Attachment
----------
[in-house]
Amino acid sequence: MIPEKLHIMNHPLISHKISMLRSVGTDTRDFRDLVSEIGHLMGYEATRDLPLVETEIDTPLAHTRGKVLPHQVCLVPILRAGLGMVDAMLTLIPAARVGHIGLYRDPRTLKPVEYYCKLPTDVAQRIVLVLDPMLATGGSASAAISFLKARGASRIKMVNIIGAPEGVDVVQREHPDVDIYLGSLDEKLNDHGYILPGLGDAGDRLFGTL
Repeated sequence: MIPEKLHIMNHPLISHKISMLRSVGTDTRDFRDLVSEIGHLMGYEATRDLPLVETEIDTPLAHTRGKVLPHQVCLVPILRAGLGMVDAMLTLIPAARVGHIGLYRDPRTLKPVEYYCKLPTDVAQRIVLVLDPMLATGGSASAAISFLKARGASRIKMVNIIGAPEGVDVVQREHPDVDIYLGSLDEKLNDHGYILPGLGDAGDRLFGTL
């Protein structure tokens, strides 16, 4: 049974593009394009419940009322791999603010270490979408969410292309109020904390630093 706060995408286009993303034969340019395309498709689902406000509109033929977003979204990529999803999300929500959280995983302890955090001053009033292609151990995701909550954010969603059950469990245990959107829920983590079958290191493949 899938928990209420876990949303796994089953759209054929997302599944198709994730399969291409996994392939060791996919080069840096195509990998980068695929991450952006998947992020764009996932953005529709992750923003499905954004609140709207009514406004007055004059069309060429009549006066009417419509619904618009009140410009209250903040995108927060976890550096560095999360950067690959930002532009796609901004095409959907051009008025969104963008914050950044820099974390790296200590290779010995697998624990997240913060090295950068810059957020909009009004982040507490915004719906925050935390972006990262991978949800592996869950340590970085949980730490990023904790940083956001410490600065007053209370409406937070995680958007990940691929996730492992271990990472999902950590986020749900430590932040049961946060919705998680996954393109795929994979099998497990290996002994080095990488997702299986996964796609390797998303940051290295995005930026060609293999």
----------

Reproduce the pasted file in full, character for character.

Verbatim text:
[in-house]
Amino acid sequence: MIPEKLHIMNHPLISHKISMLRSVGTDTRDFRDLVSEIGHLMGYEATRDLPLVETEIDTPLAHTRGKVLPHQVCLVPILRAGLGMVDAMLTLIPAARVGHIGLYRDPRTLKPVEYYCKLPTDVAQRIVLVLDPMLATGGSASAAISFLKARGASRIKMVNIIGAPEGVDVVQREHPDVDIYLGSLDEKLNDHGYILPGLGDAGDRLFGTL
Repeated sequence: MIPEKLHIMNHPLISHKISMLRSVGTDTRDFRDLVSEIGHLMGYEATRDLPLVETEIDTPLAHTRGKVLPHQVCLVPILRAGLGMVDAMLTLIPAARVGHIGLYRDPRTLKPVEYYCKLPTDVAQRIVLVLDPMLATGGSASAAISFLKARGASRIKMVNIIGAPEGVDVVQREHPDVDIYLGSLDEKLNDHGYILPGLGDAGDRLFGTL
């Protein structure tokens, strides 16, 4: 049974593009394009419940009322791999603010270490979408969410292309109020904390630093 706060995408286009993303034969340019395309498709689902406000509109033929977003979204990529999803999300929500959280995983302890955090001053009033292609151990995701909550954010969603059950469990245990959107829920983590079958290191493949 899938928990209420876990949303796994089953759209054929997302599944198709994730399969291409996994392939060791996919080069840096195509990998980068695929991450952006998947992020764009996932953005529709992750923003499905954004609140709207009514406004007055004059069309060429009549006066009417419509619904618009009140410009209250903040995108927060976890550096560095999360950067690959930002532009796609901004095409959907051009008025969104963008914050950044820099974390790296200590290779010995697998624990997240913060090295950068810059957020909009009004982040507490915004719906925050935390972006990262991978949800592996869950340590970085949980730490990023904790940083956001410490600065007053209370409406937070995680958007990940691929996730492992271990990472999902950590986020749900430590932040049961946060919705998680996954393109795929994979099998497990290996002994080095990488997702299986996964796609390797998303940051290295995005930026060609293999």